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Multiple Freezes Possible Early Next Week in Florida

Record-breaking warmth experienced this week in Florida is likely to be replaced by colder-than-normal temperatures early next week. Multiple freezes are even possible across the northern third of the state, as arctic air surges in behind a strong cold front over the weekend.

A strong storm system was developing over the Central Plains Friday, and it should move into the Midwest on Saturday. It will likely create blizzard conditions in the Dakotas and Minnesota, while at same time produce heavy rain and thunderstorms across the Mid-South and Ohio Valley. A strong front associated with the storm system will approach the Florida Panhandle Saturday evening, before sweeping across the rest of the state Sunday.

A brief period of heavy rain, or even a few thunderstorms, are expected to mark the arrival of the front Sunday. However, the most notable impacts will come behind it. The front will carve out a path that gives arctic air from Canada a free pass to move deep into the Southeast U.S. Both surface and upper-level winds are forecast to support the intrusion of an air mass that is 10 to 15 degrees below normal for the time of year.

The coldest air will likely arrive Monday night and Tuesday morning, when temperatures are projected to fall into the 30’s as far south as the I-4 corridor from Tampa to Orlando. A freeze is possible across the Florida Panhandle and along the I-10 corridor, where morning lows Monday could dip into the upper 20s and lower 30s. A second freeze is also likely for the same areas, and maybe even a few miles farther south, on Tuesday morning. Afternoon highs will likely only reach the 40s 50s in these locations Tuesday and Wednesday, which is a 30-degree difference from what was experienced this past week.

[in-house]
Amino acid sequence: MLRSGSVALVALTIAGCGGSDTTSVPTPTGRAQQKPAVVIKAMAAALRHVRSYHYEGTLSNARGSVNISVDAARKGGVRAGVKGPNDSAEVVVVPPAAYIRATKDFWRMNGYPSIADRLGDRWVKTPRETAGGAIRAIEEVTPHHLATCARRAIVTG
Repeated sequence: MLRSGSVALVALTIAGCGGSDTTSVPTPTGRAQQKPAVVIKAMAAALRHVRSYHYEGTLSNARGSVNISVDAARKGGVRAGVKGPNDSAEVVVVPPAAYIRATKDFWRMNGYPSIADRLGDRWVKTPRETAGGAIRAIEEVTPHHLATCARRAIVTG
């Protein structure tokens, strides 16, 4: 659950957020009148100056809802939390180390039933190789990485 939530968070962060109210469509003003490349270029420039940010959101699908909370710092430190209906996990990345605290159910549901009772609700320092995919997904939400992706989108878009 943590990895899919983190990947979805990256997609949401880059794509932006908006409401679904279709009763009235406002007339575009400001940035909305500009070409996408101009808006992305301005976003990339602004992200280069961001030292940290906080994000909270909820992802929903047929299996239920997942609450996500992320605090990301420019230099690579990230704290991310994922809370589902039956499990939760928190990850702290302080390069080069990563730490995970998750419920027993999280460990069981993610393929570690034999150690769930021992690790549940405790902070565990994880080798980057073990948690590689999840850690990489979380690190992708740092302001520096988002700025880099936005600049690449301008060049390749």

The Florida Public Radio Emergency Network will provide updates on specific temperature forecasts and possible watches or warnings related to the freeze as the event draws closer. You can also keep tabs on your latest 7-day forecast in our mobile app Florida Storms.

Sources include nearest National Weather Service office, National Hurricane Center, and the Florida Public Radio Emergency Network (@FloridaStorms).
Sources include nearby emergency management agencies, FEMA, and your local NPR affiliate. 
Sources include the Florida Department of Transportation, Florida Highway Patrol and other nearby traffic information.

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Partners of the Florida Public Radio Emergency Network include: Florida's Division of Emergency Management, WDNA (Miami), WFIT (Melbourne), WMFE (Orlando), WFSU (Tallahassee), WGCU (Fort Myers), WJCT (Jacksonville), WKGC (Panama City), WLRN (Miami), WMNF (Tampa-Sarasota), WQCS (Fort Pierce), WUFT (Gainesville-Ocala), WUSF (Tampa), WUWF (Pensacola) and Florida Public Media.

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